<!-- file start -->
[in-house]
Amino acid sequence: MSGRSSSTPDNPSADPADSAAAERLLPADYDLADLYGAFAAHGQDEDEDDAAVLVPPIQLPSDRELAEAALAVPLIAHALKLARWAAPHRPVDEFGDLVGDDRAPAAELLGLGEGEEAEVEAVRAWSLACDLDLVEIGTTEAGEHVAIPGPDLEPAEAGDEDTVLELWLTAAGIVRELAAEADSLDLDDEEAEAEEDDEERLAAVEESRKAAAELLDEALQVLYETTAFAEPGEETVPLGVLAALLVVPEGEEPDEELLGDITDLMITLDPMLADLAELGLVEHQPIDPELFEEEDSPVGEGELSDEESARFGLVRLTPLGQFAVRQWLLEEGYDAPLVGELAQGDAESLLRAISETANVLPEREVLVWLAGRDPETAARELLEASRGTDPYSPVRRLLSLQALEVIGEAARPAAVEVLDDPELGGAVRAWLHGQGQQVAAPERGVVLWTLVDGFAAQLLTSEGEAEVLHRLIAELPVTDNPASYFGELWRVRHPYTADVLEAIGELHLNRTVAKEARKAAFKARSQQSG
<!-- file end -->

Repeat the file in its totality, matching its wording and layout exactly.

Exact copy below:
[in-house]
Amino acid sequence: MSGRSSSTPDNPSADPADSAAAERLLPADYDLADLYGAFAAHGQDEDEDDAAVLVPPIQLPSDRELAEAALAVPLIAHALKLARWAAPHRPVDEFGDLVGDDRAPAAELLGLGEGEEAEVEAVRAWSLACDLDLVEIGTTEAGEHVAIPGPDLEPAEAGDEDTVLELWLTAAGIVRELAAEADSLDLDDEEAEAEEDDEERLAAVEESRKAAAELLDEALQVLYETTAFAEPGEETVPLGVLAALLVVPEGEEPDEELLGDITDLMITLDPMLADLAELGLVEHQPIDPELFEEEDSPVGEGELSDEESARFGLVRLTPLGQFAVRQWLLEEGYDAPLVGELAQGDAESLLRAISETANVLPEREVLVWLAGRDPETAARELLEASRGTDPYSPVRRLLSLQALEVIGEAARPAAVEVLDDPELGGAVRAWLHGQGQQVAAPERGVVLWTLVDGFAAQLLTSEGEAEVLHRLIAELPVTDNPASYFGELWRVRHPYTADVLEAIGELHLNRTVAKEARKAAFKARSQQSG